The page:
NEW YORK – Two-time National League Cy Young Award winner Jacob deGrom He is expected to make his next scheduled outing for the New York Mets despite having to leave Friday’s game after six innings with right flexor tendonitis.
DeGrom made a few catches and threw a bullpen session Saturday afternoon. Manager Luis Rojas said his ace should be ready to face the Chicago Cubs on Wednesday.
A precautionary MRI showed no problem, Rojas said.
“It’s something we want to take on day to day, so today it’s just playing ball,” Rojas said. “He said he was feeling good, so we will see the progression between starts and see that he can do everything, throw his side and make his next start.
DeGrom was sacked after 80 pitches and six scoreless innings against the San Diego Padres on Friday night. He wasn’t concerned that the diagnosis would interrupt a season in which he has dominated his opponents.
The elbow began to tighten in the sixth inning on Friday, said deGrom (6-2), who extended his scoreless inning streak to 22.
“Whenever you mention the elbow to a pitcher, everyone gets nervous about it,” deGrom said Friday. “But like I said, I do a lot of ligament tests on my own, and doing them, knowing how they feel, is a totally different place.”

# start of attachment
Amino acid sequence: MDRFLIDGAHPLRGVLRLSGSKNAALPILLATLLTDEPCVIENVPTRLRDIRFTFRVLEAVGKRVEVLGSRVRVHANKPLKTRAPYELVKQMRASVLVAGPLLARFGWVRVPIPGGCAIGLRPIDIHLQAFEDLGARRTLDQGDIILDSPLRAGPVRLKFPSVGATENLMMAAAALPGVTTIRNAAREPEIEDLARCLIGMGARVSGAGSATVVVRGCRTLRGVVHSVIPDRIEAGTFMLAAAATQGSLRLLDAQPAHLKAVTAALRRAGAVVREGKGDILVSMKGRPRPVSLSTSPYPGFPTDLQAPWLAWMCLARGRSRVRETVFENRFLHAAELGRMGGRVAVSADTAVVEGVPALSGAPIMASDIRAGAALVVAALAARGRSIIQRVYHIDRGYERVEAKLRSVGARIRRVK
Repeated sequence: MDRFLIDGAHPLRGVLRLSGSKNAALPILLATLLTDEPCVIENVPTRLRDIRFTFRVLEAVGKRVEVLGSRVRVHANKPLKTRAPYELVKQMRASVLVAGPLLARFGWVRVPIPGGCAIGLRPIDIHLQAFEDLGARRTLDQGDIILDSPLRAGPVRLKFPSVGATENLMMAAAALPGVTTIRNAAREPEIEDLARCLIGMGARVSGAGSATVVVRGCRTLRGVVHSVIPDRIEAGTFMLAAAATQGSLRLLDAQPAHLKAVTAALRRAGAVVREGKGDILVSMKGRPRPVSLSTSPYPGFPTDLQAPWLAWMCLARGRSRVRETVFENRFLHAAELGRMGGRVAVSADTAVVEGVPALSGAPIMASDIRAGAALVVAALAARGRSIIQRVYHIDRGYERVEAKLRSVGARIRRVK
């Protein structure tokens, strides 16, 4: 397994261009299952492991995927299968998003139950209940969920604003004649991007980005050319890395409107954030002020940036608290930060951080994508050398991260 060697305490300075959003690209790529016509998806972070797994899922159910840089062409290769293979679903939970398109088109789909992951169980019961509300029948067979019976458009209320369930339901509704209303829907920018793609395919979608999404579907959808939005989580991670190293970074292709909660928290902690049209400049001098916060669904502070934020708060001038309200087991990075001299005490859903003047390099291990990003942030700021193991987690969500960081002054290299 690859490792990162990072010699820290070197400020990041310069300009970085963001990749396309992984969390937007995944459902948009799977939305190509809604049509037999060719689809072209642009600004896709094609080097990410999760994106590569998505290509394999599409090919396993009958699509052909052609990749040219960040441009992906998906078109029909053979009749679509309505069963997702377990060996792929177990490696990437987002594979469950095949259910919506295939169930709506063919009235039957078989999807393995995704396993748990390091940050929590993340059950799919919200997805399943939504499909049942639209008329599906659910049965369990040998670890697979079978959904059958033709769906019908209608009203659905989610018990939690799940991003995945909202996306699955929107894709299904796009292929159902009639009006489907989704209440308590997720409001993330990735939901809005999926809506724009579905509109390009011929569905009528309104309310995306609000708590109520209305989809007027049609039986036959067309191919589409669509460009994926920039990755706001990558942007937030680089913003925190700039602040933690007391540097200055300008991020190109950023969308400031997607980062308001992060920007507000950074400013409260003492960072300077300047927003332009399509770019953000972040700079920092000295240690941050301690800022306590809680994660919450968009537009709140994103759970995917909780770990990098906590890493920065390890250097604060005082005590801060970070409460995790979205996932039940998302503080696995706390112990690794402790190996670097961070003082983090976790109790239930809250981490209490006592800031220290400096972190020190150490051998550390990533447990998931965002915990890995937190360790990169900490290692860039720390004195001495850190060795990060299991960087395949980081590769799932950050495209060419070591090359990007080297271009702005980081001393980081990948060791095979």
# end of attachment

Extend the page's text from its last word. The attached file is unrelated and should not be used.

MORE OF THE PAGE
DeGrom had a no-hitter until Wil myers beat the defensive special formation with a weak roll in the fifth. Myers was caught stealing and was the only running back to reach deGrom, who struck out 10.
DeGrom’s 0.56 ERA is the lowest by a pitcher in 10 starts, just ahead of Juan Marichal’s 0.59 in 1966.
He has made 128 of his 839 pitches this season at 100 mph or more. It surpassed that mark seven times on Friday. No other starter had more than 10 pitches of this type before Friday. Rojas said pitching coach Jeremy Hefner and the performance team constantly monitor the strain on deGrom’s arm.
DeGrom got his 100th strikeout this year when Fernando Tatis Jr. he fanned out in the fourth, hitting the mark in his 61st inning. It’s the fewest innings needed to hit 100 strikeouts in a season since the mound moved to 60 feet, 6 inches in 1893, according to ESPN.